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2019: That was the year that was

December 26, 2019

As 2019 closes we take a look back at the leading stories from the year and one or two quirky news items you might have missed.

With most of Europe on a two or possibly three week Christmas break, the silence in the Xerox – HP saga is welcome, though it will re-emerge in the new year for sure. The deal is a David (Xerox), and Goliath (HP) story where Xerox having exited the long running Fuji-Xerox debacle made an audacious bid to buy HP. To put that into context, Xerox is worth $10 billion, and HP is worth $30 billion and follows on from a tie-up deal earlier in the year.

On paper, the deal looks good for several reasons. Firstly, in Europe and North America, the office printer market is mature, and as a society, we are printing less. There is growth in emerging markets like Africa and the Middle East and China, but not enough to counteract the maturing decline of the core European and North America markets. These changes do not just affect Xerox and HP, but all OEMs who are the drivers of the primary printer hardware and consumables market.

The second challenge is that the consumer is changing. It is an age thing, but older OEM brand loyalty customers are leaving the workplace, and a younger, environmentally conscious brand swappers are in the workplace. How does that shape the future market? For the last umpteen years consumers have either bought OEM or remanufactured on around a 75/25 split, and the consumer thinking is a combination of brand, price and environment. Older consumers think the best brand and best price and the environment is for tree huggers. Younger consumers think about price and environment, and that breaks the OEM is the best brand strategy.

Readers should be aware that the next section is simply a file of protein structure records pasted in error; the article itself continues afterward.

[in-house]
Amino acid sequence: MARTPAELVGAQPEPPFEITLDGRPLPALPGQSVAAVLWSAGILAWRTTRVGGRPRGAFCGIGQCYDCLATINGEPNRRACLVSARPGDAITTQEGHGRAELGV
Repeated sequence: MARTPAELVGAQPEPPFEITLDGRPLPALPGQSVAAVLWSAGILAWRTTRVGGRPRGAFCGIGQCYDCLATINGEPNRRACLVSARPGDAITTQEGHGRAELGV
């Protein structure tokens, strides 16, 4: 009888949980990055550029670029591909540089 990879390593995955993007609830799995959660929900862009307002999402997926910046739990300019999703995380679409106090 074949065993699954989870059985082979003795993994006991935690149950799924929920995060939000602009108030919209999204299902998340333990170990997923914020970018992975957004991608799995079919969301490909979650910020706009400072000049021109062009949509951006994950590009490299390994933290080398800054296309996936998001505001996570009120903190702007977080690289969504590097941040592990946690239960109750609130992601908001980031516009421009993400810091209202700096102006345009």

Xerox sees that the market is changing, and they are adopting the “first strike” strategy of getting as strong as they can, as quickly as they can, and the acquisition of HP fits that strategy.  HP, on the other hand, is playing the reluctant bride and feels that the Xerox dowry is not good enough. HP has recently appointed a new leader and, like Baldric from Black Adder, has a cunning plan to lay off between 7,000 and 9,000 employees and launch their new “Advance, Transform, Disrupt” to take on the third party suppliers of consumables. Can HP re-invent themselves, or is Xerox better placed to do that for them. We will see in 2020.

Then, of course, there are the daily IP battles, Amazon takedown notices, and so on that, the OEMs are using to defend their market share. But the tide is turning, and not everything is going the OEMs way. Epson got a metaphoric spanking in Argentina this year from long-established GTC and HP was on the receiving end from 123inkt.nl in the Netherlands. In the USA, the USITC affirmed their initial determination, granting Ninestar, Static, and some other respondents’ a summary determination the respondent’s products do not infringe Canon’s patents.